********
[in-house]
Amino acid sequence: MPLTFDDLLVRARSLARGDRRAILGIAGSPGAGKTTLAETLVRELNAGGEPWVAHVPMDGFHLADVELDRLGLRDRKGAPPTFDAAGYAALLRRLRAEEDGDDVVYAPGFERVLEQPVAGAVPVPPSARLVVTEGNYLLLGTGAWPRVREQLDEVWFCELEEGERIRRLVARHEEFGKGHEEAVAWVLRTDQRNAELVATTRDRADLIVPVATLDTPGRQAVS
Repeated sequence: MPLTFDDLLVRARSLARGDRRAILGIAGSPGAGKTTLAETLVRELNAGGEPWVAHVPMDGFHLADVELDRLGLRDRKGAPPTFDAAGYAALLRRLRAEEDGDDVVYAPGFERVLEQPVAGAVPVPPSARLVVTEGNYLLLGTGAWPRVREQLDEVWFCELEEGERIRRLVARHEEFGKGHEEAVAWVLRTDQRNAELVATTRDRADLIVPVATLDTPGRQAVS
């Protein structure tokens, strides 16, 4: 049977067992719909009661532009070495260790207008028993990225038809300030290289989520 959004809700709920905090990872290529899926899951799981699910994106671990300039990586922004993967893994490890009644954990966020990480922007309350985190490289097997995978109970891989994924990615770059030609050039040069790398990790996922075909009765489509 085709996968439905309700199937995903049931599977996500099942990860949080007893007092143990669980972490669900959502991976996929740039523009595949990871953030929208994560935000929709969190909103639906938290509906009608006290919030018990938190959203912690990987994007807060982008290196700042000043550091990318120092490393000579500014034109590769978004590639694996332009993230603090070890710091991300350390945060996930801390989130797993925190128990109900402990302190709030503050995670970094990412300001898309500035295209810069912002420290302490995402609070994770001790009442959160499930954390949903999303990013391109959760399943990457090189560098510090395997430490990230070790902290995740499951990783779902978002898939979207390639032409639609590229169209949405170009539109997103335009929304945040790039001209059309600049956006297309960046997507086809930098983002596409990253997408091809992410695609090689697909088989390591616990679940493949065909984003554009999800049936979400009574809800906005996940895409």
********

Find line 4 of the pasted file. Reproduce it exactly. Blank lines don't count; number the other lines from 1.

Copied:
């Protein structure tokens, strides 16, 4: 049977067992719909009661532009070495260790207008028993990225038809300030290289989520 959004809700709920905090990872290529899926899951799981699910994106671990300039990586922004993967893994490890009644954990966020990480922007309350985190490289097997995978109970891989994924990615770059030609050039040069790398990790996922075909009765489509 085709996968439905309700199937995903049931599977996500099942990860949080007893007092143990669980972490669900959502991976996929740039523009595949990871953030929208994560935000929709969190909103639906938290509906009608006290919030018990938190959203912690990987994007807060982008290196700042000043550091990318120092490393000579500014034109590769978004590639694996332009993230603090070890710091991300350390945060996930801390989130797993925190128990109900402990302190709030503050995670970094990412300001898309500035295209810069912002420290302490995402609070994770001790009442959160499930954390949903999303990013391109959760399943990457090189560098510090395997430490990230070790902290995740499951990783779902978002898939979207390639032409639609590229169209949405170009539109997103335009929304945040790039001209059309600049956006297309960046997507086809930098983002596409990253997408091809992410695609090689697909088989390591616990679940493949065909984003554009999800049936979400009574809800906005996940895409």